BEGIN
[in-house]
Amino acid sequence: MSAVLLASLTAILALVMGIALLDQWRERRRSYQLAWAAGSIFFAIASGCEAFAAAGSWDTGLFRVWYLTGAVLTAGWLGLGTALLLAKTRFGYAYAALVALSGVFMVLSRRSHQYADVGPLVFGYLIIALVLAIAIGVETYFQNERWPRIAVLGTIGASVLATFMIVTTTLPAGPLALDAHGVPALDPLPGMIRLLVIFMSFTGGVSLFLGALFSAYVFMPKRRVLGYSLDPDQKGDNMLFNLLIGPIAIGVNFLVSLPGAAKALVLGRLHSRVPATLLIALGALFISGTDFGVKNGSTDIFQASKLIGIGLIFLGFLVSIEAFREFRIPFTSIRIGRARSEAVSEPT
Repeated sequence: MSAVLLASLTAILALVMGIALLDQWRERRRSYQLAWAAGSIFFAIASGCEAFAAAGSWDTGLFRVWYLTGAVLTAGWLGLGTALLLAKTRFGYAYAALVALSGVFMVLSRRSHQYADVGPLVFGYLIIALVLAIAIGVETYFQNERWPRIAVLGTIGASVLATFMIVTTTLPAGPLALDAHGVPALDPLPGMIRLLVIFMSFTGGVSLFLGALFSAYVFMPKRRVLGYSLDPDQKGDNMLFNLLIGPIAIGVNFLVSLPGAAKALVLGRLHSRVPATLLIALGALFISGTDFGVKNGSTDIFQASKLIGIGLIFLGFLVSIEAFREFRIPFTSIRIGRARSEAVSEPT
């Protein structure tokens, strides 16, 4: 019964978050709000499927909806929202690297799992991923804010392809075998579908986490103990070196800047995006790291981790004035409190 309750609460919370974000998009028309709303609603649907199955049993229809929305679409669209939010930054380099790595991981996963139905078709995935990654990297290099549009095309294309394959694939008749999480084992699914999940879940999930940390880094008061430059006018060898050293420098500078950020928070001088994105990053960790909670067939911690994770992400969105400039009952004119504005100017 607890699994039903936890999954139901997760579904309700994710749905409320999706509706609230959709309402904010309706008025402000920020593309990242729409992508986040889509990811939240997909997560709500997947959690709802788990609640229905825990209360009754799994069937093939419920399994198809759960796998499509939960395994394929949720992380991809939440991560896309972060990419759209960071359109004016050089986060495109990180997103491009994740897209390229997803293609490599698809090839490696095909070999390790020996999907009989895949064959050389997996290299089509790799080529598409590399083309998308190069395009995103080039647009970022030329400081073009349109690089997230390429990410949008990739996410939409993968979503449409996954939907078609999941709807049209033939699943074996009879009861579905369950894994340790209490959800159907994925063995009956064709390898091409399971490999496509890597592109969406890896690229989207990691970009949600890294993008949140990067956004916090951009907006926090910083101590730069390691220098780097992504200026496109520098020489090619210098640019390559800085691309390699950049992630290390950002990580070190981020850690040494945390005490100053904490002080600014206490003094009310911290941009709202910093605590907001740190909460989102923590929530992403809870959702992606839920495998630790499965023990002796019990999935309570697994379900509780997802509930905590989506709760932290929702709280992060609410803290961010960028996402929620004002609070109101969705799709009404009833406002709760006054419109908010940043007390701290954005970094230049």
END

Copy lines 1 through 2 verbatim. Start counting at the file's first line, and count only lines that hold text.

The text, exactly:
[in-house]
Amino acid sequence: MSAVLLASLTAILALVMGIALLDQWRERRRSYQLAWAAGSIFFAIASGCEAFAAAGSWDTGLFRVWYLTGAVLTAGWLGLGTALLLAKTRFGYAYAALVALSGVFMVLSRRSHQYADVGPLVFGYLIIALVLAIAIGVETYFQNERWPRIAVLGTIGASVLATFMIVTTTLPAGPLALDAHGVPALDPLPGMIRLLVIFMSFTGGVSLFLGALFSAYVFMPKRRVLGYSLDPDQKGDNMLFNLLIGPIAIGVNFLVSLPGAAKALVLGRLHSRVPATLLIALGALFISGTDFGVKNGSTDIFQASKLIGIGLIFLGFLVSIEAFREFRIPFTSIRIGRARSEAVSEPT